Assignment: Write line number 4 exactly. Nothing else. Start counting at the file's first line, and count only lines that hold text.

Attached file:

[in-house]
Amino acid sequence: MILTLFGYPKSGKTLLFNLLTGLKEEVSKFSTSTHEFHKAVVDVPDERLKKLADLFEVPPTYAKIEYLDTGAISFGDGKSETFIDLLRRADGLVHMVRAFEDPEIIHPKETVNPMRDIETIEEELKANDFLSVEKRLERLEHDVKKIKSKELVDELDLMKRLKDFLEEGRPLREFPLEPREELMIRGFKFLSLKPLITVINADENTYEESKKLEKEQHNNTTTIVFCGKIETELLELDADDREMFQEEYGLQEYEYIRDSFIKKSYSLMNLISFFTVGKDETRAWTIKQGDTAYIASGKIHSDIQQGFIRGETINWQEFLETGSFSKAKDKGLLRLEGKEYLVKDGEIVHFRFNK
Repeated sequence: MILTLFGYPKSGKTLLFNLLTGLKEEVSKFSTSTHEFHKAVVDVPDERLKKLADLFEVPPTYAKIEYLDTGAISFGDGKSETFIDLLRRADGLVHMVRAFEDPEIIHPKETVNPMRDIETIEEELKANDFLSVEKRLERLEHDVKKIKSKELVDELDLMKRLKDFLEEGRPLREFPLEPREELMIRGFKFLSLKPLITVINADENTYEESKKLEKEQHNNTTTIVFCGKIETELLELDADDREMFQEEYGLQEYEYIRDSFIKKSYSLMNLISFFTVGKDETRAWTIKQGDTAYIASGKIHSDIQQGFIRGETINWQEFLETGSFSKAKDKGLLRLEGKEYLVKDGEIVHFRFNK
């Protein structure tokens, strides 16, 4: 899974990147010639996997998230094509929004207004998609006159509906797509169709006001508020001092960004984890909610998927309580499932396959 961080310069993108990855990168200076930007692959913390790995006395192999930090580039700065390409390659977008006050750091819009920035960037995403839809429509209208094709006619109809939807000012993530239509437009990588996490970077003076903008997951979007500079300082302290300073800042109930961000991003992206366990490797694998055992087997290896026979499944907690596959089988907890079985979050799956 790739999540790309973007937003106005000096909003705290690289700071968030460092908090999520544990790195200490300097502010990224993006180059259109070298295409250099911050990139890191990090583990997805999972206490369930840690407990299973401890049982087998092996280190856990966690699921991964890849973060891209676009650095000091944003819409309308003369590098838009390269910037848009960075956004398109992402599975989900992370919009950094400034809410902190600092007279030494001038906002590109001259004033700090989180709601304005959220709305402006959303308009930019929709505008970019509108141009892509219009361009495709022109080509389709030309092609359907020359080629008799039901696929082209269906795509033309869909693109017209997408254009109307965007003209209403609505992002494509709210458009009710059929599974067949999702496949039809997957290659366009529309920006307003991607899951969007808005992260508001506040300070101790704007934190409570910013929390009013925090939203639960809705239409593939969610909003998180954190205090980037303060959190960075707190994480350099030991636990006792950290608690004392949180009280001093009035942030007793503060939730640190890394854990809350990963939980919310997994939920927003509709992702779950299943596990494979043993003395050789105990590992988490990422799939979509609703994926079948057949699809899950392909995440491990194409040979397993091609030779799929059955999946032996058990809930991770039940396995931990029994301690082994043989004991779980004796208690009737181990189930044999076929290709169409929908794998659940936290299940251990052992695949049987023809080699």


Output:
């Protein structure tokens, strides 16, 4: 899974990147010639996997998230094509929004207004998609006159509906797509169709006001508020001092960004984890909610998927309580499932396959 961080310069993108990855990168200076930007692959913390790995006395192999930090580039700065390409390659977008006050750091819009920035960037995403839809429509209208094709006619109809939807000012993530239509437009990588996490970077003076903008997951979007500079300082302290300073800042109930961000991003992206366990490797694998055992087997290896026979499944907690596959089988907890079985979050799956 790739999540790309973007937003106005000096909003705290690289700071968030460092908090999520544990790195200490300097502010990224993006180059259109070298295409250099911050990139890191990090583990997805999972206490369930840690407990299973401890049982087998092996280190856990966690699921991964890849973060891209676009650095000091944003819409309308003369590098838009390269910037848009960075956004398109992402599975989900992370919009950094400034809410902190600092007279030494001038906002590109001259004033700090989180709601304005959220709305402006959303308009930019929709505008970019509108141009892509219009361009495709022109080509389709030309092609359907020359080629008799039901696929082209269906795509033309869909693109017209997408254009109307965007003209209403609505992002494509709210458009009710059929599974067949999702496949039809997957290659366009529309920006307003991607899951969007808005992260508001506040300070101790704007934190409570910013929390009013925090939203639960809705239409593939969610909003998180954190205090980037303060959190960075707190994480350099030991636990006792950290608690004392949180009280001093009035942030007793503060939730640190890394854990809350990963939980919310997994939920927003509709992702779950299943596990494979043993003395050789105990590992988490990422799939979509609703994926079948057949699809899950392909995440491990194409040979397993091609030779799929059955999946032996058990809930991770039940396995931990029994301690082994043989004991779980004796208690009737181990189930044999076929290709169409929908794998659940936290299940251990052992695949049987023809080699």